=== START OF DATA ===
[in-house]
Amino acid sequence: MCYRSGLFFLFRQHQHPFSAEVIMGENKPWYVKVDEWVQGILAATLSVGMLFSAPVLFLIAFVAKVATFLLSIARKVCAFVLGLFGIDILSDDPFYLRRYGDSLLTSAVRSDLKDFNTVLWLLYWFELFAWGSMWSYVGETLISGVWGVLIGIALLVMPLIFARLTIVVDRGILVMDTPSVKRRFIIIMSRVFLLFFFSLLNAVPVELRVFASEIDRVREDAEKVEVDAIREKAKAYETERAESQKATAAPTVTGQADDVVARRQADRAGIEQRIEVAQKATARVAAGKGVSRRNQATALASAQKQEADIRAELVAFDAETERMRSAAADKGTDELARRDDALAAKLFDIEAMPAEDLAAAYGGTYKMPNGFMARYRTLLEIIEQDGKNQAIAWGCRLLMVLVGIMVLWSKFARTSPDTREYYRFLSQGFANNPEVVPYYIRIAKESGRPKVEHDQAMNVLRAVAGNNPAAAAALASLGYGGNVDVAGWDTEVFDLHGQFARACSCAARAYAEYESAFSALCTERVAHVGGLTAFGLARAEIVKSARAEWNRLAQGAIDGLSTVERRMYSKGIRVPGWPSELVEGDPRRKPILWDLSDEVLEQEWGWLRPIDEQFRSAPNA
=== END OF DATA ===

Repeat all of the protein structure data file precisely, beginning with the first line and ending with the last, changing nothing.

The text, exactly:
[in-house]
Amino acid sequence: MCYRSGLFFLFRQHQHPFSAEVIMGENKPWYVKVDEWVQGILAATLSVGMLFSAPVLFLIAFVAKVATFLLSIARKVCAFVLGLFGIDILSDDPFYLRRYGDSLLTSAVRSDLKDFNTVLWLLYWFELFAWGSMWSYVGETLISGVWGVLIGIALLVMPLIFARLTIVVDRGILVMDTPSVKRRFIIIMSRVFLLFFFSLLNAVPVELRVFASEIDRVREDAEKVEVDAIREKAKAYETERAESQKATAAPTVTGQADDVVARRQADRAGIEQRIEVAQKATARVAAGKGVSRRNQATALASAQKQEADIRAELVAFDAETERMRSAAADKGTDELARRDDALAAKLFDIEAMPAEDLAAAYGGTYKMPNGFMARYRTLLEIIEQDGKNQAIAWGCRLLMVLVGIMVLWSKFARTSPDTREYYRFLSQGFANNPEVVPYYIRIAKESGRPKVEHDQAMNVLRAVAGNNPAAAAALASLGYGGNVDVAGWDTEVFDLHGQFARACSCAARAYAEYESAFSALCTERVAHVGGLTAFGLARAEIVKSARAEWNRLAQGAIDGLSTVERRMYSKGIRVPGWPSELVEGDPRRKPILWDLSDEVLEQEWGWLRPIDEQFRSAPNA